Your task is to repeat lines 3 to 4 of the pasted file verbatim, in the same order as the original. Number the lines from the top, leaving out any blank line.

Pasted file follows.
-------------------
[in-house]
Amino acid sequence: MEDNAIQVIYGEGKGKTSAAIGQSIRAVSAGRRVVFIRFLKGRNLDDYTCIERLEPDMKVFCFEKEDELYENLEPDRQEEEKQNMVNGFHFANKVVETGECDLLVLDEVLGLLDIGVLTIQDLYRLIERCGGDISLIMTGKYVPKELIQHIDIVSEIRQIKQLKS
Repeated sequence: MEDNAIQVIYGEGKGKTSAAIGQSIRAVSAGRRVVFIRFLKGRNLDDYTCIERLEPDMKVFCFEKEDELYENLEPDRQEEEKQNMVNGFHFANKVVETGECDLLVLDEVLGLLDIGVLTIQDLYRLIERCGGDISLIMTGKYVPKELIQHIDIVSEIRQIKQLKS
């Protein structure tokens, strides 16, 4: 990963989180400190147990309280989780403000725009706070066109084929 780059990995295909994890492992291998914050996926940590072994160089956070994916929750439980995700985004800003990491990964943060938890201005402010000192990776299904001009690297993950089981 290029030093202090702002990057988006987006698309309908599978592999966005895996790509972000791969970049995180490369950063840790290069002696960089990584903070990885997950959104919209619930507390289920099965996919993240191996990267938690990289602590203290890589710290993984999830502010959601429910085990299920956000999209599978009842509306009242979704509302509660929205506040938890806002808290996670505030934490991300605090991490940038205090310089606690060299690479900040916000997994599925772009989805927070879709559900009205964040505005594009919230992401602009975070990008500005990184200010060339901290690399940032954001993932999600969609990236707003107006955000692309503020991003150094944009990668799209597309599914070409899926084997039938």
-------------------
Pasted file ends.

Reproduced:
Repeated sequence: MEDNAIQVIYGEGKGKTSAAIGQSIRAVSAGRRVVFIRFLKGRNLDDYTCIERLEPDMKVFCFEKEDELYENLEPDRQEEEKQNMVNGFHFANKVVETGECDLLVLDEVLGLLDIGVLTIQDLYRLIERCGGDISLIMTGKYVPKELIQHIDIVSEIRQIKQLKS
């Protein structure tokens, strides 16, 4: 990963989180400190147990309280989780403000725009706070066109084929 780059990995295909994890492992291998914050996926940590072994160089956070994916929750439980995700985004800003990491990964943060938890201005402010000192990776299904001009690297993950089981 290029030093202090702002990057988006987006698309309908599978592999966005895996790509972000791969970049995180490369950063840790290069002696960089990584903070990885997950959104919209619930507390289920099965996919993240191996990267938690990289602590203290890589710290993984999830502010959601429910085990299920956000999209599978009842509306009242979704509302509660929205506040938890806002808290996670505030934490991300605090991490940038205090310089606690060299690479900040916000997994599925772009989805927070879709559900009205964040505005594009919230992401602009975070990008500005990184200010060339901290690399940032954001993932999600969609990236707003107006955000692309503020991003150094944009990668799209597309599914070409899926084997039938």